Parents, you’ve got questions, we’ve got answers.

Or just as likely, we’ve got questions and you’ve got answers.

Challenge: Pregnancy and Infant Loss

Miscarriage at 8 weeks and Age 43

Vote up!
Share on Facebook Share on Twitter Email this article

I found out today, I'll be having a miscarriage soon. I'm going to be 43 years old in a few weeks.

The first prenatal check up is usually scheduled at week 8. It's a long wait between getting the positive pregnancy test and getting confirmation via ultrasound. I wish there was a quick intermediate test other than blood work to give a pregnant lady some peace of mind.

The waiting game in general is anything but pleasant. Whether it be to get a response from an interview, a date... a result on a test, waiting causes anxiety!

Although it's best not to share pregnancy news until 3 months, I was so excited about being pregnant at my age, I shared my news with whoever I saw. I'd pass a neighbor on the street and they'd say "Hey Jen, how are you?" I'd respond with, "I'm pregnant!"

I had a constant mental checklist of how I was feeling. Am I nauseous? Do I have cravings? Food aversions? Bloating? Fatigue? Do I feel pregnant?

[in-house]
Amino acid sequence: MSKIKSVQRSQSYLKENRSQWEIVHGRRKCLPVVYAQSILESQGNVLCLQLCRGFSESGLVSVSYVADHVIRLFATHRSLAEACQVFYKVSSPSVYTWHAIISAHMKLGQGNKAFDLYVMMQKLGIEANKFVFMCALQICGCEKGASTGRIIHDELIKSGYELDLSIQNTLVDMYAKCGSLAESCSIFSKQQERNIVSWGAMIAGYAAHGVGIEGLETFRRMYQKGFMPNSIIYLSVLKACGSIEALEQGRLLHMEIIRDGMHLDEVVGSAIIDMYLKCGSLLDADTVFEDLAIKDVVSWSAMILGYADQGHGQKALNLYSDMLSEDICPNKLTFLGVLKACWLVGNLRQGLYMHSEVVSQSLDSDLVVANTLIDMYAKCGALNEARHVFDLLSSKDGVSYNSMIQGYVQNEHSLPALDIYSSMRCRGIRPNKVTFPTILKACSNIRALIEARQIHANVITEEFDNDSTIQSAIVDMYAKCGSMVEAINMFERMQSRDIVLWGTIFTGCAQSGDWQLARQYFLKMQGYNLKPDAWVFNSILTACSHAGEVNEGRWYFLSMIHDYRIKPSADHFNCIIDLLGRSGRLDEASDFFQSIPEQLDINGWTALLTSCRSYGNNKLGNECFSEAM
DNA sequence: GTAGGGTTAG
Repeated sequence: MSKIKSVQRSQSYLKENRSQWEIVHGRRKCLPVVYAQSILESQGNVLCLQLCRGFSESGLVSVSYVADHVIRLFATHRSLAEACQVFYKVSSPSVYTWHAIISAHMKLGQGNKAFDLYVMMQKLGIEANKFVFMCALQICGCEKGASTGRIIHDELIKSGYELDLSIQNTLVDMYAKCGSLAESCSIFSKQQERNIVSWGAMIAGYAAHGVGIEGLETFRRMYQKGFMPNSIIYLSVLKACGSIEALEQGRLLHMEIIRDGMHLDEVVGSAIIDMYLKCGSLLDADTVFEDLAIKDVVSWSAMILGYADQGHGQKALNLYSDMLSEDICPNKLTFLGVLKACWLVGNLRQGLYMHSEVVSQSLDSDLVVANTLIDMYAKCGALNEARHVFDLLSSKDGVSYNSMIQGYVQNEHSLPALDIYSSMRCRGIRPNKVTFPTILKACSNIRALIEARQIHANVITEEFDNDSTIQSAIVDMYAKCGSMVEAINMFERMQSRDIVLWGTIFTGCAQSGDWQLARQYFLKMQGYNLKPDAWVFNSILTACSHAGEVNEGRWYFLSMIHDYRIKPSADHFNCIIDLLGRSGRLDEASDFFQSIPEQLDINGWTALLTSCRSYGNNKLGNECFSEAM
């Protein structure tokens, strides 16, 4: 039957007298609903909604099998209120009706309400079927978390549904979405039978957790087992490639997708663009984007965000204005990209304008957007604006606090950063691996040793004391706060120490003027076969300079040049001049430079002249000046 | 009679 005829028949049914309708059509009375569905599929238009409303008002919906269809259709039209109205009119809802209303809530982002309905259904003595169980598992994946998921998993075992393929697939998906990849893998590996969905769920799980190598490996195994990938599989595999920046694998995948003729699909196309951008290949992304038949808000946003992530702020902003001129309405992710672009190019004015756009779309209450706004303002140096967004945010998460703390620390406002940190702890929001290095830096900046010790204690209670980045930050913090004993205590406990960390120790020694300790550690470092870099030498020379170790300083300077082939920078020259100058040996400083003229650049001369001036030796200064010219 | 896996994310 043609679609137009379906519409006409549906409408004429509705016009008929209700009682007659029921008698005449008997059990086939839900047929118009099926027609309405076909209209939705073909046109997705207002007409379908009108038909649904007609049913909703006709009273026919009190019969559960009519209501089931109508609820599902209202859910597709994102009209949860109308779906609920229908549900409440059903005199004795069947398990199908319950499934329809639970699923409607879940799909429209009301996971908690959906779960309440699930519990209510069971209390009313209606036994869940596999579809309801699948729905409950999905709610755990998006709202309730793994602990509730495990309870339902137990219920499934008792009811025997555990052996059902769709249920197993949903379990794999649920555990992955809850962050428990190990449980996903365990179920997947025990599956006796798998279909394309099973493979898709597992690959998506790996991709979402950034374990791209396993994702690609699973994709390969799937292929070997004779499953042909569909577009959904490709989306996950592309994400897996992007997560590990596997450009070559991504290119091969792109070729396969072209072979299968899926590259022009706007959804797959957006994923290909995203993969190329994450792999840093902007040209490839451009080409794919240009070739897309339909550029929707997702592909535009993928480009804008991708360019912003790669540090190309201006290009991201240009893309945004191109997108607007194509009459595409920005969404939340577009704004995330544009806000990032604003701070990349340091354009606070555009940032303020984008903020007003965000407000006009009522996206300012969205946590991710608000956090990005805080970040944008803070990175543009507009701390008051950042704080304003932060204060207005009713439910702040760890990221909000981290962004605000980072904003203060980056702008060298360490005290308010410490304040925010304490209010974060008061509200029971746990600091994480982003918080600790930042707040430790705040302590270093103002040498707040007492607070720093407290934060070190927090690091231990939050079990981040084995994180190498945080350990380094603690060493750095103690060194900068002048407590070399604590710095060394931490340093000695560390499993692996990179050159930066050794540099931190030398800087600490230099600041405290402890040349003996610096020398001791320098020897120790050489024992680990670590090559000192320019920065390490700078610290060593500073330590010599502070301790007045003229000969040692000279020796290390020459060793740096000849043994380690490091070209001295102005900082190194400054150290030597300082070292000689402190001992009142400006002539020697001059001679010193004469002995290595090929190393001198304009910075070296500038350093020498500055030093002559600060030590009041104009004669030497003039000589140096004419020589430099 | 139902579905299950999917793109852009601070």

I was excited to be a cute, fit, fashionable preggo lady this time instead of the frumpy, gained 50lb preggo woman I was in my 30s.

Although symptoms vary by individual, it's helpful to hear about people's experiences, especially when we are unsure. Interestingly, my internet searches about pregnancy in my 40s did not result in much useful information other than generic bullet points about whether it's possible to get pregnant at all.

Below is a List of Symptoms Which Led to Concern that I May Have a Miscarriage:

I started to spot.

Although light spotting is common in the first trimester, mine came on each morning around 5 weeks of pregnancy for a few days and then again at 7.5 weeks. It was not bright red which would indicate a problem, and it usually occurred only first thing in the morning.

I had NO morning sickness.

With my two boys, I had severe morning sickness for about 7 months. It was debilitating. This time, I had none. People told me it may be because I am much older and my hormones may be different.

I had strong food cravings but no food aversions or sharper sense of smell.

With both of my previous pregnancies, my taste buds changed and I became very sensitive to smells.

I started to have a lot of energy.

I started off this pregnancy with fatigue. I would fall asleep in the middle of the day and then again at 8 pm for the night. Then at around 6 weeks, this fatigue disappeared.

But my breasts became and stayed engorged.

Even after the baby stopped developing around 6 weeks, I still had this. I was hanging on to this symptom as the reason I must still be pregnant. Also, I had gone to my primary doctor at week 5 to get my hormone levels checked via blood test to confirm the strength of the pregnancy. My HCG levels were strong.

My Thoughts About Pregnancy as a 43 Year Old